Solar energy efficiency record broken by National Renewable Energy LaboratoryJanuary 1, 2013
Researchers set new world record for solar energy efficiency
Solar power is one of the most popular forms of alternative energy today. The concept of harnessing the energy potential of the sun has led to the development of innovative technologies and energy systems that have helped reduce the reliance on fossil-fuels that many countries around the world experience. Efficiency, however, has been a major problem that has kept solar energy from replacing traditional power sources. Researchers from the National Renewable Energy Laboratory have been focusing on improving the efficiency of solar panels, and they may have recently made a breakthrough in this endeavor.
15 years of research pays off
Scientists from the III-V Multijunction Photovoltaics Group with the National Renewable Energy Laboratory have been working on producing high efficiency solar cells for the past 15 years. During this time, researchers have tested a wide array of materials that could be used to create solar cells, many of which produced lackluster results. Recently, however, the team discovered a material that was capable of boosting the efficiency of solar cells to new heights, breaking the current efficiency record for solar energy systems.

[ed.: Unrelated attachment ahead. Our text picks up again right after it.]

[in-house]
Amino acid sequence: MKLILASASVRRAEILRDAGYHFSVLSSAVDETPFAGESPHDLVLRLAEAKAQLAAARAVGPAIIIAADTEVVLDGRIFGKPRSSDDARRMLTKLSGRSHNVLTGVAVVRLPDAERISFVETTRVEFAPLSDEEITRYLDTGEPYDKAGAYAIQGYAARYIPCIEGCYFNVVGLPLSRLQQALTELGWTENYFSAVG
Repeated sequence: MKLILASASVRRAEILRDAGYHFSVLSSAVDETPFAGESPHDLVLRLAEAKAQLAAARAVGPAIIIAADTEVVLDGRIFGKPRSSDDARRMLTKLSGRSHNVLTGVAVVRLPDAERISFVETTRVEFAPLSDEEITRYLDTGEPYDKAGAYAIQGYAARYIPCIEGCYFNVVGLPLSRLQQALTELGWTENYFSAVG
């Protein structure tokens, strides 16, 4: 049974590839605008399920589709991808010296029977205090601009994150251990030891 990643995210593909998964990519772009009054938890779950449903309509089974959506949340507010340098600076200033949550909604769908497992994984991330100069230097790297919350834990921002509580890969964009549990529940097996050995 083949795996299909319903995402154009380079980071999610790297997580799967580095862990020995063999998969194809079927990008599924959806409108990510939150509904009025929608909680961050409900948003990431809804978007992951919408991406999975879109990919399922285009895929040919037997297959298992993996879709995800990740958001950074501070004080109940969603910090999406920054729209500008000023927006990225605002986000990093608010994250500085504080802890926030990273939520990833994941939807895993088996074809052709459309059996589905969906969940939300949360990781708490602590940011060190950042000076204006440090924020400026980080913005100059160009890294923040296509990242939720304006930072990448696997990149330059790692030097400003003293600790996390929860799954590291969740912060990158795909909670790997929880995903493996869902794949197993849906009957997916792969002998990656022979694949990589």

Researchers exploit band gaps
Through a complex mix of materials, researchers were able to focus more on band gaps, which is an energy that characterized how materials absorbs photons from sunlight. The potential of band gaps is determined entirely by the light spectrum, so researchers had to expand their focus on said spectrum in order to exploit these band gaps. Doing so allowed the team to develop a solar cell that could produce electricity at a 44% efficiency rate, higher than the previous world record of 43.5% efficiency.
New solar cells could be ready for commercialization in just a few months
The National Renewable Energy Laboratory team believes that their high efficiency solar cells could be used in concentrated solar energy systems to great effect. Researchers suggest that the solar cells could be ready for utility scale applications in a matter of months, which could be a major boon for the solar energy industry. The industry has long struggled to convince consumers that solar energy is a feasible form of renewable power, constantly confronted with the problem of efficiency.